BENHAMS, Va. — For years, I drove the corridor of the Mendota Trail and I wondered what would happen.
Would this trail ever be built or would its corridor fade into the recesses of the past?
The Mendota Trail is an old railroad line. It was once the site of an excursion train. Long before, it was part of a railroad that connected Bristol to Big Stone Gap across Southwest Virginia.
At 12.5 miles in length, the Mendota Trail, as some hope, might become the Virginia Creeper Trail of western Washington County, so to speak.
On the front page today you will find the story of how the Mendota Trail, like a miracle, has risen from a broken dream to become a shining example of what can happen if you don’t give up.
After all, as a trail, it’s been at least 20 years in the making.
There is now 6.2 miles of the trail to discover, which is about half of its 12.5 mile long link connecting Island Road at Bristol to Mendota Road at Mendota.
Yep, there’s another six miles to go through a gorge, with plans to rebuild trestles — including a crossing on the North Fork of the Holston River.
Right now, it’s a trail that does not connect — with 5.2 miles on the Bristol end and another mile in Mendota.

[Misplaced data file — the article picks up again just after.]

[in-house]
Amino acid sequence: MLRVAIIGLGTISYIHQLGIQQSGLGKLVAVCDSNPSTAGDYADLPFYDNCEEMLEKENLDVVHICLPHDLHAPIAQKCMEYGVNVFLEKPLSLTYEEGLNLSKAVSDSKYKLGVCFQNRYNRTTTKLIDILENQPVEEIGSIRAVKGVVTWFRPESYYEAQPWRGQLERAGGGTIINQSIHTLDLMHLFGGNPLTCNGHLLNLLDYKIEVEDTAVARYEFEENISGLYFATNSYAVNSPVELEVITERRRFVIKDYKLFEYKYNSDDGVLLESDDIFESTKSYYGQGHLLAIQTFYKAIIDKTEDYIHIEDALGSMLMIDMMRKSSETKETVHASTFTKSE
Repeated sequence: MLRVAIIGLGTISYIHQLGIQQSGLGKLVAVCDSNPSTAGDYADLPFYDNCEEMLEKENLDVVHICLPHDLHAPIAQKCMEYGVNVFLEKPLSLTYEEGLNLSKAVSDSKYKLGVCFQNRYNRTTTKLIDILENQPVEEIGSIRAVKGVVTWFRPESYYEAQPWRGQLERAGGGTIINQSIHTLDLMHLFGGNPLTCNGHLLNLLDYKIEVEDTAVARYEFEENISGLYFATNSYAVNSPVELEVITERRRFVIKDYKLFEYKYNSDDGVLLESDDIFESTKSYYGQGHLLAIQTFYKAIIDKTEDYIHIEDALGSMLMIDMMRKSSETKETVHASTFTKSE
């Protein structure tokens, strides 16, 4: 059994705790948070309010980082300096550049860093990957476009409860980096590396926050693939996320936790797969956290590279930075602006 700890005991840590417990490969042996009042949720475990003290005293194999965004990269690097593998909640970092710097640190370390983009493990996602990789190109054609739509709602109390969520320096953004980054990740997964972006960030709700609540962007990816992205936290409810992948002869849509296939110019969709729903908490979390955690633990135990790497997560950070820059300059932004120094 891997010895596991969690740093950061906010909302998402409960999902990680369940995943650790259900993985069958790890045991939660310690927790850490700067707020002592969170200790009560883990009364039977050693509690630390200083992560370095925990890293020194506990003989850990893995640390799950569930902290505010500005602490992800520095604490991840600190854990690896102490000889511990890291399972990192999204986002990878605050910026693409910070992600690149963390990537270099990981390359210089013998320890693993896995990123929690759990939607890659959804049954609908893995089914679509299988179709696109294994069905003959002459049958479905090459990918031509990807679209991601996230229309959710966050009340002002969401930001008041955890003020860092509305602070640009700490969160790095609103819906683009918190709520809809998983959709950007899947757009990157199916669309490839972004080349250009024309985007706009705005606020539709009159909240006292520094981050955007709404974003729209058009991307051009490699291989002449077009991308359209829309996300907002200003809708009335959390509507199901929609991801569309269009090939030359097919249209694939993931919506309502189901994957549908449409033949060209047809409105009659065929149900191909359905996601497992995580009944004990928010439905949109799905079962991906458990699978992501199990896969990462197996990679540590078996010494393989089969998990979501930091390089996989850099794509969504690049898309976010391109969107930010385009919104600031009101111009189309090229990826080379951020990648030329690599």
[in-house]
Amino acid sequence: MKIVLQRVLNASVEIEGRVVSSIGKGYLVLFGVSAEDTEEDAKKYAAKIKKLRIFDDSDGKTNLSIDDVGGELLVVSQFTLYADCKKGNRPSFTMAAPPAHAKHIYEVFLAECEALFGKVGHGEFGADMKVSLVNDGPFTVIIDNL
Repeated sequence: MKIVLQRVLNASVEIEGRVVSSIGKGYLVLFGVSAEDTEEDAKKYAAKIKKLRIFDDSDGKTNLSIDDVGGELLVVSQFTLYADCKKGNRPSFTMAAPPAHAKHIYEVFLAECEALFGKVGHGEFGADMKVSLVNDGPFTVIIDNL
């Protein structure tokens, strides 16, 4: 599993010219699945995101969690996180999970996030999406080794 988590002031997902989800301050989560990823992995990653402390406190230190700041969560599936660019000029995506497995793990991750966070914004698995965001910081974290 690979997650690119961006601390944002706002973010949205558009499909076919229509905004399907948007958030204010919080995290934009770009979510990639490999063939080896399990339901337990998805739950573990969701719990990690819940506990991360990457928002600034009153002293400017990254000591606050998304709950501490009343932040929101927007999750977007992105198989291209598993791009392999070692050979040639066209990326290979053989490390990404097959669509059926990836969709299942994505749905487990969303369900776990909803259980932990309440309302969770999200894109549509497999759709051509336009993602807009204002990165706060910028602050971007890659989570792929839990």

On a recent Wednesday, I took a tour with trail enthusiast Jim Lapis, and we made it to the Wolf Run Gorge. There, Lapis showed me the jungles of Washington County and bragged of how this would one day be a beautiful trail.
I could see the dream.
But that will require a faith journey to get through that jungle.
Little more than three years ago, there were no open sections of the Mendota Trail.
Getting to this point today has required physical labor, financial struggles and legal wrangles as some adjacent landowners have long thought that this trail’s railroad property adjoining their land had now belonged to them since the railroad was no longer running.
None of this is unique, actually.
Seven years ago, I traveled all over Virginia to write a book on railroad trails. And I discovered similar stories of dreamers wanting to take a beautiful strip of land and turn it into an even more gorgeous trail.
Some railroad lines have now turned into true tourist attractions like the Virginia Creeper Trail.
Abingdon Town Manager James Morani told me this week that Abingdon has been buzzing with tourists in September and October largely because of the Virginia Creeper Trail.
Mendota Trail volunteer Eva Beaule also told me that 1,000 visitors have come out in October to the Mendota Trail.
And how is that number known?
Beaule says it’s counted on a camera.
Only, on this remote trail, it’s more than simply people that are arriving, she said with a laugh.
“The camera is also picking up a lot of deer and coyote,” Beaule said. “And there’s one coyote that looks like it is really well fed.”